Nov 10, 2020 - Energy & Environment

Renewables are shrugging off the pandemic as a coal inflection point looms

Reproduced from IEA; Chart: Axios Visuals
Reproduced from IEA; Chart: Axios Visuals

The International Energy Agency has boosted its estimate of renewable power growth this year and now sees installations setting a fresh record.

Why it matters: Wind and solar are proving more resilient to COVID-19 than initially believed as projects and manufacturing "ramped up again quickly" after disruptions in the first half of the year, IEA said.

Driving the news: IEA's new analysis estimates that installed renewable generating capacity will grow by nearly 200 gigawatts this year, which is 18% higher than a previous estimate in May.

IEA also finds that renewables are slated to account for 90% of all new generating capacity additions this year.

What they're saying: "The resilience and positive prospects of the sector are clearly reflected by continued strong appetite from investors," said IEA executive director Fatih Birol.

Where it stands: A big part of this year's growth stems from developers in China and the U.S. rushing to complete projects before incentives lapse, IEA said.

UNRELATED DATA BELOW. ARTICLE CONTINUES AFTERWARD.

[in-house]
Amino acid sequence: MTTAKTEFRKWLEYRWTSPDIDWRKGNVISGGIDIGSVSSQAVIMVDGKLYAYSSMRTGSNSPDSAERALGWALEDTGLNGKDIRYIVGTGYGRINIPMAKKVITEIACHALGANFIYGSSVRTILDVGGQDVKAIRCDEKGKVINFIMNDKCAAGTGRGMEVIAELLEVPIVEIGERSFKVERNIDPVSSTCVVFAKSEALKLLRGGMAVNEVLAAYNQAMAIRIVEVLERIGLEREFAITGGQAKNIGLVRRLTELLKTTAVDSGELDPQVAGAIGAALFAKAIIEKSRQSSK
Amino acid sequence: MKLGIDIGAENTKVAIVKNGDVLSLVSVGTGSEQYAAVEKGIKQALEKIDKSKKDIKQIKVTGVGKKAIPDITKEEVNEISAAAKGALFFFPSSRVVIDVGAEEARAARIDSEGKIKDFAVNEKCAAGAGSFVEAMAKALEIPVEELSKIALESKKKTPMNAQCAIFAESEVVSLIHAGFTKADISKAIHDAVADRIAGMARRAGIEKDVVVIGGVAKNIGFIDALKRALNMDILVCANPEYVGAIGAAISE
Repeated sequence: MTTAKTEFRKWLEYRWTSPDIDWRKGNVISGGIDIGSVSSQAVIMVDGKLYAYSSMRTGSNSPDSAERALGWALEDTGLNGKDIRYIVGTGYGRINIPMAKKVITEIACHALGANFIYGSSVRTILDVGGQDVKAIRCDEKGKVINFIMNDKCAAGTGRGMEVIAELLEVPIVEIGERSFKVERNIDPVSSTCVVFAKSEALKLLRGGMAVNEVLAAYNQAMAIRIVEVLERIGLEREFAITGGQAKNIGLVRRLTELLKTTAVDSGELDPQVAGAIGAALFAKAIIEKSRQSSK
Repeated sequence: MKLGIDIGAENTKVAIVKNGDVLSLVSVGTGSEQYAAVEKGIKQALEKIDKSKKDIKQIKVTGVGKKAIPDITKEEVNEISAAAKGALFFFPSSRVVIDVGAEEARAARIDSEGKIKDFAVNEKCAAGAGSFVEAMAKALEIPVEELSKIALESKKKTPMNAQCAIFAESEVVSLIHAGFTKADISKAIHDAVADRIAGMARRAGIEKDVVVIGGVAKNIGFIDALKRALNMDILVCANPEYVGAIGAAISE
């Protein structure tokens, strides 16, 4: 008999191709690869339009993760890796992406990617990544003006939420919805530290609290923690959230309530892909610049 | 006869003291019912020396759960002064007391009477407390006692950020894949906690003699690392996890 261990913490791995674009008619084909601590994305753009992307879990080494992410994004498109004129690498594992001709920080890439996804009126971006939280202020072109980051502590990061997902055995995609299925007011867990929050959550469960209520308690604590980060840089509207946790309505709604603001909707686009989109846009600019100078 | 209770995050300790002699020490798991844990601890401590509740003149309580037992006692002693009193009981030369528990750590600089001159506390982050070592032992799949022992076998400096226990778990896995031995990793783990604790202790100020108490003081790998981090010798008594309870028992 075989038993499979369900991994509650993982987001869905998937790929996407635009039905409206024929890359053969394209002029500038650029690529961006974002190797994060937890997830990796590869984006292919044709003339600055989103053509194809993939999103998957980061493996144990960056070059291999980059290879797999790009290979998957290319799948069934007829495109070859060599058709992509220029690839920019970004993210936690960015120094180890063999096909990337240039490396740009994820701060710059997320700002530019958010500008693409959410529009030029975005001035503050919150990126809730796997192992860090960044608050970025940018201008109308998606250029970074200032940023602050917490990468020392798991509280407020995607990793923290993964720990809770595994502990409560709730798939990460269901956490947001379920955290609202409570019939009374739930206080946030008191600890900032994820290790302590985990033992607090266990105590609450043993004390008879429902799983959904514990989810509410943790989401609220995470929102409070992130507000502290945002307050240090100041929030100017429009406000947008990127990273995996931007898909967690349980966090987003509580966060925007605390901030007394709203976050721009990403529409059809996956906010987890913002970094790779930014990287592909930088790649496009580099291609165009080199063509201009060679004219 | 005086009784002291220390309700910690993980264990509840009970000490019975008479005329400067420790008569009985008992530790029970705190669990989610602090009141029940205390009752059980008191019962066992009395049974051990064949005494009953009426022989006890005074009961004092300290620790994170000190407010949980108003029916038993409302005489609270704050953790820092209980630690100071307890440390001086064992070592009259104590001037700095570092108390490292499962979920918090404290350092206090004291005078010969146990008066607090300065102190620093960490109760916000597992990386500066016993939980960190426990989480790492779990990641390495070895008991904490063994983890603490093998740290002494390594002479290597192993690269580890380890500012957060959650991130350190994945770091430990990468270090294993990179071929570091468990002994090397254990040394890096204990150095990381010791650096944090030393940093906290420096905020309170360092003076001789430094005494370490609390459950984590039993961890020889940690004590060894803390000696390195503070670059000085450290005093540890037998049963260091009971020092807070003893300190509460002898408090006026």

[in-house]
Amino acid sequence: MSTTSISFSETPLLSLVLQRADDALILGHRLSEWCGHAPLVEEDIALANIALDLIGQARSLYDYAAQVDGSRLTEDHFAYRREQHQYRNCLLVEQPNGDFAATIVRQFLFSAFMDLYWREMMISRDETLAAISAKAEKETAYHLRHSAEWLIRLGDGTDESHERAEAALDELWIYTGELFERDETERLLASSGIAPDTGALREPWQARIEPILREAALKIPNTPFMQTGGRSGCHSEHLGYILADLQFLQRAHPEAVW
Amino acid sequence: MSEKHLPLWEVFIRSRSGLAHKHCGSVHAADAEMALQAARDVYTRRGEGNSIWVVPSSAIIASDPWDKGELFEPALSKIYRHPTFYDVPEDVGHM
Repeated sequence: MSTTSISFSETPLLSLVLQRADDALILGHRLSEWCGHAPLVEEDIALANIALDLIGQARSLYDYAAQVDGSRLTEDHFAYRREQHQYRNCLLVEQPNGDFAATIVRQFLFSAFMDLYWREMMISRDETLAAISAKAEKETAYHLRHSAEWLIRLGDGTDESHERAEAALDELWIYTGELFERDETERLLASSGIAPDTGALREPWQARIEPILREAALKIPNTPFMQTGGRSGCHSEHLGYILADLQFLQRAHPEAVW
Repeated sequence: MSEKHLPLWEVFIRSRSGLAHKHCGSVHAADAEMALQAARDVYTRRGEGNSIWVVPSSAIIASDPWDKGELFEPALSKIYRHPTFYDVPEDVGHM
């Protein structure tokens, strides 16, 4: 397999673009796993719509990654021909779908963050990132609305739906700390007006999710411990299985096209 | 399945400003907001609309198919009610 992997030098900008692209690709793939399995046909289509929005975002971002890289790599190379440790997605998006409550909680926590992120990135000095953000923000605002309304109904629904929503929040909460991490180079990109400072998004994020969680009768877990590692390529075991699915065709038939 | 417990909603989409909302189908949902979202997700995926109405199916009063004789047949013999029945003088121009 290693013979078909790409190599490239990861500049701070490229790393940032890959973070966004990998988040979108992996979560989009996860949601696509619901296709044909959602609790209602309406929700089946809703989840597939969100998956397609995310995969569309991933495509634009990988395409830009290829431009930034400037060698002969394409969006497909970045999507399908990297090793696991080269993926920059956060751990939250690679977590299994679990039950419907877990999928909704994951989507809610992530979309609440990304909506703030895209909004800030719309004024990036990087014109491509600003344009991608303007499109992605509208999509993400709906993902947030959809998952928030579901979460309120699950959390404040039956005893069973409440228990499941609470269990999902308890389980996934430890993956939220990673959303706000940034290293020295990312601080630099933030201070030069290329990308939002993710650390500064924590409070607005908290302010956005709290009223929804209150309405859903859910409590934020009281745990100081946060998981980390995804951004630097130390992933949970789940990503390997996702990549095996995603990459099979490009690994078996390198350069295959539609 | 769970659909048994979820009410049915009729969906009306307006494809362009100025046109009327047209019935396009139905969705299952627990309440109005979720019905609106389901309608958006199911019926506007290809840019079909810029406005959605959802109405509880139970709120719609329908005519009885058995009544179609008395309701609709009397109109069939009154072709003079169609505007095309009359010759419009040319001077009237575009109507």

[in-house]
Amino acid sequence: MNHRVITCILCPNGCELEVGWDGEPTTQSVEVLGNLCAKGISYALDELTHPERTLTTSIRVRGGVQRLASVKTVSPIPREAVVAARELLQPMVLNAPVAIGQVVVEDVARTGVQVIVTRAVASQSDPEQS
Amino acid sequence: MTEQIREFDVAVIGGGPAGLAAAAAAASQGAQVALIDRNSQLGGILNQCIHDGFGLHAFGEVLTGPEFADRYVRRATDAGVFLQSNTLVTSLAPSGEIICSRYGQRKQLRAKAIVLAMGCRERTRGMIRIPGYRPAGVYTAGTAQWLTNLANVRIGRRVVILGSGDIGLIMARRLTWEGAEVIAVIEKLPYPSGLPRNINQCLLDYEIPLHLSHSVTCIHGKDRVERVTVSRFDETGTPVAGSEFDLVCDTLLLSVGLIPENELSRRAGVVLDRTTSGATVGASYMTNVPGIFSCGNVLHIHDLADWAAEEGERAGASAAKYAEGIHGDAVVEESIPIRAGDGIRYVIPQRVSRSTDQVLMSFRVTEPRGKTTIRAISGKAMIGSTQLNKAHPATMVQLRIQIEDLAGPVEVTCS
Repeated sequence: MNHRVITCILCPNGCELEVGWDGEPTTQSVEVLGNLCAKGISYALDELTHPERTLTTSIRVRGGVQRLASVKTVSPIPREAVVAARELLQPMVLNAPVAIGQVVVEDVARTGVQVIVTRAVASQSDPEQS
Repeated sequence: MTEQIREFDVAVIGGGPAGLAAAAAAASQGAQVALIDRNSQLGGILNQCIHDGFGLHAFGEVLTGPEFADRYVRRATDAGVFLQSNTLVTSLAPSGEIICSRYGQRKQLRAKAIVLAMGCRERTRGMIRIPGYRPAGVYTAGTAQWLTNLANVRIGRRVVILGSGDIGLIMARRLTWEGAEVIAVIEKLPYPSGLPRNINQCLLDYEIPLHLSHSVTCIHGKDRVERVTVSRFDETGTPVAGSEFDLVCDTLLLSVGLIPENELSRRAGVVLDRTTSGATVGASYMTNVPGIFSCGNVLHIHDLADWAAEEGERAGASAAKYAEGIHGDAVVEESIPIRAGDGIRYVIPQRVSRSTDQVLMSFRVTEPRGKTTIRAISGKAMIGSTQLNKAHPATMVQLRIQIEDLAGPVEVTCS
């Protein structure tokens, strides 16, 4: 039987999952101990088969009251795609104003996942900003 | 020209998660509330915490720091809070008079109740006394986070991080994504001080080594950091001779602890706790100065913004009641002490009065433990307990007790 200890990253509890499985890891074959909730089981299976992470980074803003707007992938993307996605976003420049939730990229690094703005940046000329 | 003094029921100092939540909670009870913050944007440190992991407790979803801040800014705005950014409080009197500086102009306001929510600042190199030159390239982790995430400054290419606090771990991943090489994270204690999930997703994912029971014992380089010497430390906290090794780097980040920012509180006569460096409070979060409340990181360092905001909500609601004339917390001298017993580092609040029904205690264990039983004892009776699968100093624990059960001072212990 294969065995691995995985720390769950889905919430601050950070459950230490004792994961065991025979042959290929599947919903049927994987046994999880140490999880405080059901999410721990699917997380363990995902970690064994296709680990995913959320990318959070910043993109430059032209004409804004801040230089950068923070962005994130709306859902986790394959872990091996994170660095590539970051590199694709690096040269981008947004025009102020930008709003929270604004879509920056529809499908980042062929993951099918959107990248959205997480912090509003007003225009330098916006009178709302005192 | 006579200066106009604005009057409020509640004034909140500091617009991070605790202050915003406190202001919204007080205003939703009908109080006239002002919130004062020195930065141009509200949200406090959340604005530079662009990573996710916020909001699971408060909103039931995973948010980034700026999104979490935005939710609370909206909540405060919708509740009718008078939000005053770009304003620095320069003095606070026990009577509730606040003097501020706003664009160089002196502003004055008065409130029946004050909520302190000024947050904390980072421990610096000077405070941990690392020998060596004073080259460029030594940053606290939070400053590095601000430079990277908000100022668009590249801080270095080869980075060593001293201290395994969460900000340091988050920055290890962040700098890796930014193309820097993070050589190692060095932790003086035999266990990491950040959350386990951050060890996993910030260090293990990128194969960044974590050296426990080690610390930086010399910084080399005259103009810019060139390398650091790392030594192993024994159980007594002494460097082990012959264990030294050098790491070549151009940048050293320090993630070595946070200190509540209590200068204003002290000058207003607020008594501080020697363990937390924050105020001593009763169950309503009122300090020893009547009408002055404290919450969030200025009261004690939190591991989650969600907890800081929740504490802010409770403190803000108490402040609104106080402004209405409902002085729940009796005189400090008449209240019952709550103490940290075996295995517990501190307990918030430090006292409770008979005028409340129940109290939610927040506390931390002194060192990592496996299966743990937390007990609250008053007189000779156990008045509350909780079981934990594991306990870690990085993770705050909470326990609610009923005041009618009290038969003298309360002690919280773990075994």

They expect a fresh record next year, with capacity additions jumping in Europe and India, as well as continued recovery from pandemic delays.

Yes, but: IEA's main forecast sees a dip in 2022 thanks to a reduction in incentives in some regions, delayed auctions in Latin America and other forces.

It's a projected slowdown that comes as IEA is among the voices calling for accelerating energy transition to combat climate change.

Two other big findings from IEA's five-year outlook: One is that total installed wind and solar capacity (a reminder that it's not the same thing as actual generation) will surpass natural gas in 2023 and coal in 2024.

The big picture: When all renewables are taken together including hydropower, still the largest renewable generation source, "Renewables will overtake coal to become the largest source of electricity generation worldwide in 2025."

"By that time, they are expected to supply one-third of the world’s electricity," IEA notes. Carbon Brief has more.

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